Visitors to the International UFO Museum & Research Center enjoy the exhibits and a break from the 100°+ weather outside, Thursday. Mark Wilson Photo
Day 1 [auth] of the UFO Festival beamed bright lights and revealing conversations into the Roswell Museum & Art Center, Thursday, attracting residents and tourists alike to an assortment of lectures and laser shows.
Lu Molberg and her husband Tony Gutierrez attended the lecture series, traveling all the way from Palm Springs, Calif., for the event.
“How could one not be interested in knowing more about the universe?” Molberg said. “I’ve been interested since I was a child. … We came particularly because we were interested in visiting Roswell, and we wanted to hear the program. … I think this area has a fascinating history, and we weren’t aware of all of it.”
Noe Torres and E.J. Wilson got the Conference Lecture Series rolling with a talk titled “Russia’s Roswell Incident,” sharing what is known about an object that crashed in 1986 near the small mining town of Dalnegorsk. Much of the information the two researchers discussed comes from CIA documents obtained via the Freedom of Information Act, Torres said.
Torres and Wilson pointed out how strange debris was found at the crash site, including several types of metals that reacted strangely when tested in laboratories by Soviet scientists.
“Some of those elements, when subjected to heat, actually transform themselves into different elements,” Torres said. “It’s a fascinating case.
And the scientists noted that some of the materials found there have anti-gravitational properties.”
Torres said some of the crash materials from Russia’s Roswell Incident are exhibited at the National Atomic Testing Museum in Las Vegas, Nev., which Karen Green will discuss in her Area 51 lecture today at 3:15 p.m.
Local ufologist Dr. Donald Burleson followed Torres and Wilson with a lecture about UFO cases he has worked on throughout his career. He shared his research on the Lubbock Lights, an unusual formation of lights that several witnesses saw flying in a V-formation over the course of several days in August and September 1951. Burleson talked about how official cover stories for these incidents included flying geese, wild explanations that he said hint to the level of anxiety government agencies admit whenever they approach UFO subjects.
Burleson also discussed 1957 sightings that occurred in Levelland, Texas, where many witnesses including the local sheriff reported seeing a large disk-shaped object land on a highway multiple times. He said that was just like what happened in the aftermath of the Lubbock Lights, a coverup was swift and ridiculous.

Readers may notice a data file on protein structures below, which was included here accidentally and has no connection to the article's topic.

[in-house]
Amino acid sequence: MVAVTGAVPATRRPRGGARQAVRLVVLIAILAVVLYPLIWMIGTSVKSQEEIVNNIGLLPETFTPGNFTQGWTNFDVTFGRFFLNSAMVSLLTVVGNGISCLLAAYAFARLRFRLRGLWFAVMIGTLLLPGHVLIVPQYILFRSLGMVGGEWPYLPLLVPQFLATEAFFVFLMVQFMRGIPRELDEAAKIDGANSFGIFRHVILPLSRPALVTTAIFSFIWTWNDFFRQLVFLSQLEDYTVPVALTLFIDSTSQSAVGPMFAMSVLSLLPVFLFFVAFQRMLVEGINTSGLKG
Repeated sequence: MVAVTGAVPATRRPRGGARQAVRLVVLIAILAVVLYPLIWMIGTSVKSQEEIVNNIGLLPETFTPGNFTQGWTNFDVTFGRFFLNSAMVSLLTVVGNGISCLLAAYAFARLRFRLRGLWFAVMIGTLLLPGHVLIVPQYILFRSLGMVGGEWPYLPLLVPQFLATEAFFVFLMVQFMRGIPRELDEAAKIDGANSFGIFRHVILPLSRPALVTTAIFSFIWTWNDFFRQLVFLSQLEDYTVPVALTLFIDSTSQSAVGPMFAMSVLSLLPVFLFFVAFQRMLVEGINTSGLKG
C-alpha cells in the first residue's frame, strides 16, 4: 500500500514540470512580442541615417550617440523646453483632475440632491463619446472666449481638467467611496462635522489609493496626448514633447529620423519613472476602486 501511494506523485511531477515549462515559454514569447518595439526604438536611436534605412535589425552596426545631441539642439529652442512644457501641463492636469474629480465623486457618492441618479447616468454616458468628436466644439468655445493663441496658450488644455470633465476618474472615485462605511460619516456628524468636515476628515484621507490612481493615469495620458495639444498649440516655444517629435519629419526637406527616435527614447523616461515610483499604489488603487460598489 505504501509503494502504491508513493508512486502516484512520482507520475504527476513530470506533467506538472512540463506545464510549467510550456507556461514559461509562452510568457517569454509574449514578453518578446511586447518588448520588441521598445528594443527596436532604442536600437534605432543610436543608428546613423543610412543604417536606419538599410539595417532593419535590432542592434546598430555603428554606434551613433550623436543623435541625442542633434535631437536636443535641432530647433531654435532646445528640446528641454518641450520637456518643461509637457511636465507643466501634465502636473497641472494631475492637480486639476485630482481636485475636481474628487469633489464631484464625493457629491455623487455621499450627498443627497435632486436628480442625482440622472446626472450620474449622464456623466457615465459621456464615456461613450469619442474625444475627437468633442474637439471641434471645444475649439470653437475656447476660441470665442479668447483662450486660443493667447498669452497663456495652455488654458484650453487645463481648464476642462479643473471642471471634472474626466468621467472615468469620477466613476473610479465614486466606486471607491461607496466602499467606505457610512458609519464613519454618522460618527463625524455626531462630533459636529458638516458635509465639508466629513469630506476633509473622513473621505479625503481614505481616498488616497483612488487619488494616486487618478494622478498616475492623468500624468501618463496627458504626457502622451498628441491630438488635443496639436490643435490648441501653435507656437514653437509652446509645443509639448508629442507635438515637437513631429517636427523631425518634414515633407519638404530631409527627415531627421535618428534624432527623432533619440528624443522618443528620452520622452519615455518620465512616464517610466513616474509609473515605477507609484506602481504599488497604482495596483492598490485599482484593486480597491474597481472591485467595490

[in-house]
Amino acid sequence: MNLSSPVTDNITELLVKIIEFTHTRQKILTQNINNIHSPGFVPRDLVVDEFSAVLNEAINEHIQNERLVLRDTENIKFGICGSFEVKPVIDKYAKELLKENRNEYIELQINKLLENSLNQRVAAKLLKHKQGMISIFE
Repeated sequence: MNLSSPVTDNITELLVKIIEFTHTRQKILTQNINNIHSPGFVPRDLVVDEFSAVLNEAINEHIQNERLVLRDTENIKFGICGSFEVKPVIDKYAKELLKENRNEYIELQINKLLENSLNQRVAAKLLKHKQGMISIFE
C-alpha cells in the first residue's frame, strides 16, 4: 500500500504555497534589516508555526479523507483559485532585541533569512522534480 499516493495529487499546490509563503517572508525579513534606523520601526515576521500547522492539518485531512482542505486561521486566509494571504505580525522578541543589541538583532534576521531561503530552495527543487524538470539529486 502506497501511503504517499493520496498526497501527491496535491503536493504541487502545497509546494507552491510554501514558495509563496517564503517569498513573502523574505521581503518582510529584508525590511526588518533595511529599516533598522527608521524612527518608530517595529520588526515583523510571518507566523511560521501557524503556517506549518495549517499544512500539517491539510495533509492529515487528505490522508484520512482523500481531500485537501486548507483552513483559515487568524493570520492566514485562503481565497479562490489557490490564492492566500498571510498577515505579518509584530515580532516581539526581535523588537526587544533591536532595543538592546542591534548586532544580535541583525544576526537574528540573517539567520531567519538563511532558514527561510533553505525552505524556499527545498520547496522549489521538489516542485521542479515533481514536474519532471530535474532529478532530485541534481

“Well, this time it wasn’t ducks. They said that it was ball lightning,” Burleson said. “Because, of course, as we all know, ball lightning has that annoying habit of landing on the highway, just before lifting off and going across town!”
Dennis Balthaser lectured on the Roswell Incident, Area 51, deep underground military bases and the Pyramids of Giza. Balthaser, who has participated in nearly every UFO Festival, said the lectures provide a forum for uncensored information that has proven itself relevant to a majority.
“The value of doing these lectures is to share information with the public in a forum that is not edited,” he said. “… They showed a Roper poll where 78 percent of people believe UFOs exist, and 68 percent think it’s covered up by the government. So those are higher percentages than politicians get elected by. And if you look at the credibility of our politicians today, it’s at an all-time low.
“Back in 1947, people respected and trusted the government. I wish we had that today.”
The lecture series continues through Sunday at RMAC, from 9 a.m. to 5 p.m.
The laser light shows at the Robert H. Goddard Planetarium offered fun for all ages Thursday, and is also set to continue through Sunday.
“They’re really cool,” Marge Bentley, planetarium director, said. “We have two each day that are laser shows for young children, and the kids love them. We added They Might Be Giants for slightly older kids, which has a lot of educational content. It’s more intense than the (children’s) mythology show, but not as intense as the music lasers done in the evening.”
Thursday’s evening shows included Laser Beatles and Laser Pink Floyd: The Wall, and throughout the festival will feature other bands like Metallica and U2.
A detailed schedule of the lecture series and laser shows can be picked up at RMAC.
For more information, call 624-6744.